We should definitely start planting A LOT of trees to counteract all the trees that are dying because of this drought. That would help with climate change, I think, but obviously it won't completely cure the problem on its own; everyone on the planet needs to cut down on how much energy they use, otherwise we're not going to get very far very fast.

Oliver Meister said...

You know you're screwed when your rainforests are carbon neutral...

but I think planting more trees and stopping deforestation, both by natives and outside corporations who want to use for beef farming would help reduce the hazards of this situation.

And Jordan is entirely right, dumping iron into the ocean would hella help. Maybe even put some in the Amazon, closer to the wound.

Nathan said...

Lewis says that scientists aren't sure whether the change is simply due to "natural climatic variability," rather than man-made climate change due to excessive carbon emissions. However, the first 2005 drought was considered a "once in a century event." These droughts are clearly very rare events, and would be unlikely to occur twice within a mere five years under natural conditions. Using only what is written in the article as evidence, I would guess that scientists are pretty sure the droughts are due to man-made climate change, and Lewis is avoiding a potentially inflammatory declaration of that fact.

Planting trees in the drought region would not help the situation, because they would have no water to grow. Planting would have to wait until the region recovered, or be done somewhere else in the world.

Casey said...

Like Jordan, I am not sure whether anything can be done. According to that guy who came to our school last week, we are only witnessing the effects of greenhouse gases from the '50s. This makes it seem like there are already enough greenhouse gases in the atmosphere to sustain global warming for a long time. However, Jordan's solution of dumping a ton of iron into the ocean might not be good. This adds extra degrees of complexity to the problem, making it even harder to predict what might happen next.

Lex said...

if these droughts were caused by people, it's obviously a huge problem. i think that people really should be more careful about the energy they carelessly waste, and try to save as much energy as they can. also, with that much CO2, people should really try not to use deforestation in so many places to treat there current problems, like lack of land or wood, and think about the future consequences they could be causing by letting the CO2 levels increase so much. we should try to plant more trees and conserve energy and try to be aware of climate change.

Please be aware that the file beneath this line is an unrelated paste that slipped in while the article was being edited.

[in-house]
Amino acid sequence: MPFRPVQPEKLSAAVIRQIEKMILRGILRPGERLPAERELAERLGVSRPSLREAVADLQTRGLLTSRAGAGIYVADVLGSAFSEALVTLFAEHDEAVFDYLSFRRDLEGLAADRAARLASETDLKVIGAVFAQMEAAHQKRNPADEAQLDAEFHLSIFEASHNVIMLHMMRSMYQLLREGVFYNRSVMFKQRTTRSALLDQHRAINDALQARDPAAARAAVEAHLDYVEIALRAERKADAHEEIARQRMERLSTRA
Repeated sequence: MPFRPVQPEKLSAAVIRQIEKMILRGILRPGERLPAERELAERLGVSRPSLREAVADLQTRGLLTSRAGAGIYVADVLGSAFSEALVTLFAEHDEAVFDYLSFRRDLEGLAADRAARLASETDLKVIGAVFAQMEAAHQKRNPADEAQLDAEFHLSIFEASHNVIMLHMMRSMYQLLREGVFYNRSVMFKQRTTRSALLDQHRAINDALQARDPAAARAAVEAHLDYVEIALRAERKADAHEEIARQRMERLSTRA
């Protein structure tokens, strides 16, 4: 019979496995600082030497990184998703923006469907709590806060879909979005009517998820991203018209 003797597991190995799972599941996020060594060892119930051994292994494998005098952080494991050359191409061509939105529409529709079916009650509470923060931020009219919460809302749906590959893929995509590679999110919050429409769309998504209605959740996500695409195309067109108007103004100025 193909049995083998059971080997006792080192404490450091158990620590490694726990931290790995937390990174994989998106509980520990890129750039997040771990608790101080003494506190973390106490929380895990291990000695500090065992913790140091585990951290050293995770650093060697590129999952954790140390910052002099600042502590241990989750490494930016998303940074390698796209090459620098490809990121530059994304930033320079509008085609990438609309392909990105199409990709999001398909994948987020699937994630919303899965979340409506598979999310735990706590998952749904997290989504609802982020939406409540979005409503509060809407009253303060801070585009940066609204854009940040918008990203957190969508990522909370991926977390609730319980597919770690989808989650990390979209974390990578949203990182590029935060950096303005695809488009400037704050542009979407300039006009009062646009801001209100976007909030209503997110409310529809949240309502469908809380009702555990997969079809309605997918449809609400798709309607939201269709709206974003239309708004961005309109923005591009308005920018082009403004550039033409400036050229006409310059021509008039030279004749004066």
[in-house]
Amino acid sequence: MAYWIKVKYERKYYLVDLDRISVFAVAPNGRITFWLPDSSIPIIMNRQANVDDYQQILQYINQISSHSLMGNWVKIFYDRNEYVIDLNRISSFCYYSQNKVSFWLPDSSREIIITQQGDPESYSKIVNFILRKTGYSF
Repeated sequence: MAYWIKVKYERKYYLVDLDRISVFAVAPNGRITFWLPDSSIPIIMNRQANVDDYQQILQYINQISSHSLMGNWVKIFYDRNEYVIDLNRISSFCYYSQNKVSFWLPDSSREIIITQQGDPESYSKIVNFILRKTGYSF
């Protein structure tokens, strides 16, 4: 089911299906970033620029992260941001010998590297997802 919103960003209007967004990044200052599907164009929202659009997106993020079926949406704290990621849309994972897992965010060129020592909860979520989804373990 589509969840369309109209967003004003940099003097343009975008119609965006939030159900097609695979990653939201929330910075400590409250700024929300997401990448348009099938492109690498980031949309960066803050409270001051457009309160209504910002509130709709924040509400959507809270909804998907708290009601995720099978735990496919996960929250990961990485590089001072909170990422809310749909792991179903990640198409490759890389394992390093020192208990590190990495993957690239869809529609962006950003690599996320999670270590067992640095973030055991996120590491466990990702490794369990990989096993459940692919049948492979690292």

Joel said...

I kind of agree with Ollie - it does seem like we may not be in the best shape because rainforests, a main absorber of carbon, are dying in the status quo. The problem is that there will always be an environmental effects to warming, and that we have to make the best of it. Planting trees would help too, and it's especially something that we could do close to home. Another way would be too try to restore a few natural rainforest habitats.

I guess I'm kind of ranting at this, but it isn't too great.

Hey, if all else fails, we could try to dump iron (despite the potential side effects).

Sormeh Yazdi said...

This article was unsettling. Although man-made climate change is more likely to be the cause of these very rare droughts, it's hard to say if we can do anything to prevent others from happening. Planting new trees in the area will not help because with the drought conditions they will simply end up dying and emitting more carbon into the atmosphere. I also believe that the best way to help right now would be to educate as many people as possible about the ramifications of deforestation. This might lead people to alter their current actions, and might encourage others--in other non-drought regions-- to plant more trees and find better ways to save energy.

Alex said...

I just want to ask, what happens if we plant more new trees, but in another five years, another drought comes along? Will these trees end up going to waste, and not even growing to their full size? I think we should really focus on carbon emissions from fossil fuels and getting away from them. Maintaining the amazon is extremely important, but based on recent events, we cannot be so reliant on it to reduce carbon emissions.